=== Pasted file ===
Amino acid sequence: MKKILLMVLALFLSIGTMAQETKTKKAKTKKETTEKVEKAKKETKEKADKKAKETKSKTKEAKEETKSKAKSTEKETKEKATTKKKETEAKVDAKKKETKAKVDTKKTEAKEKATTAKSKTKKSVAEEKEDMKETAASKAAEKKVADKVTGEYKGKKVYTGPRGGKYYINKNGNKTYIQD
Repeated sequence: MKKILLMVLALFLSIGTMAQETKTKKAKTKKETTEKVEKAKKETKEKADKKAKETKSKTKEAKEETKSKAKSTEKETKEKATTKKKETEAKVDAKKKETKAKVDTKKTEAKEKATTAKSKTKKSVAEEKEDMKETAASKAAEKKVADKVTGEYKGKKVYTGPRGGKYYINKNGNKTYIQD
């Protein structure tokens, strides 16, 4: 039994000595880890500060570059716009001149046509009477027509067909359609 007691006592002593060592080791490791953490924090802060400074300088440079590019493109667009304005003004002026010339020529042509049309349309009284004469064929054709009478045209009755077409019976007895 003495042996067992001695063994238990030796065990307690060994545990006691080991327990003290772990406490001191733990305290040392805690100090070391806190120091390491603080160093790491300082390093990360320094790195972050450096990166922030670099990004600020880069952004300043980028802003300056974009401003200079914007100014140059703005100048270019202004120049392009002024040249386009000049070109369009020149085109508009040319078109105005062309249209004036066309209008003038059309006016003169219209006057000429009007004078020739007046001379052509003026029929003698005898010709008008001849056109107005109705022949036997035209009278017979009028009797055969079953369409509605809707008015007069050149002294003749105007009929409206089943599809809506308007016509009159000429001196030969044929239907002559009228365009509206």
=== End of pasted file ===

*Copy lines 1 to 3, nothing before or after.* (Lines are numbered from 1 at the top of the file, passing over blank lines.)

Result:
Amino acid sequence: MKKILLMVLALFLSIGTMAQETKTKKAKTKKETTEKVEKAKKETKEKADKKAKETKSKTKEAKEETKSKAKSTEKETKEKATTKKKETEAKVDAKKKETKAKVDTKKTEAKEKATTAKSKTKKSVAEEKEDMKETAASKAAEKKVADKVTGEYKGKKVYTGPRGGKYYINKNGNKTYIQD
Repeated sequence: MKKILLMVLALFLSIGTMAQETKTKKAKTKKETTEKVEKAKKETKEKADKKAKETKSKTKEAKEETKSKAKSTEKETKEKATTKKKETEAKVDAKKKETKAKVDTKKTEAKEKATTAKSKTKKSVAEEKEDMKETAASKAAEKKVADKVTGEYKGKKVYTGPRGGKYYINKNGNKTYIQD
């Protein structure tokens, strides 16, 4: 039994000595880890500060570059716009001149046509009477027509067909359609 007691006592002593060592080791490791953490924090802060400074300088440079590019493109667009304005003004002026010339020529042509049309349309009284004469064929054709009478045209009755077409019976007895 003495042996067992001695063994238990030796065990307690060994545990006691080991327990003290772990406490001191733990305290040392805690100090070391806190120091390491603080160093790491300082390093990360320094790195972050450096990166922030670099990004600020880069952004300043980028802003300056974009401003200079914007100014140059703005100048270019202004120049392009002024040249386009000049070109369009020149085109508009040319078109105005062309249209004036066309209008003038059309006016003169219209006057000429009007004078020739007046001379052509003026029929003698005898010709008008001849056109107005109705022949036997035209009278017979009028009797055969079953369409509605809707008015007069050149002294003749105007009929409206089943599809809506308007016509009159000429001196030969044929239907002559009228365009509206």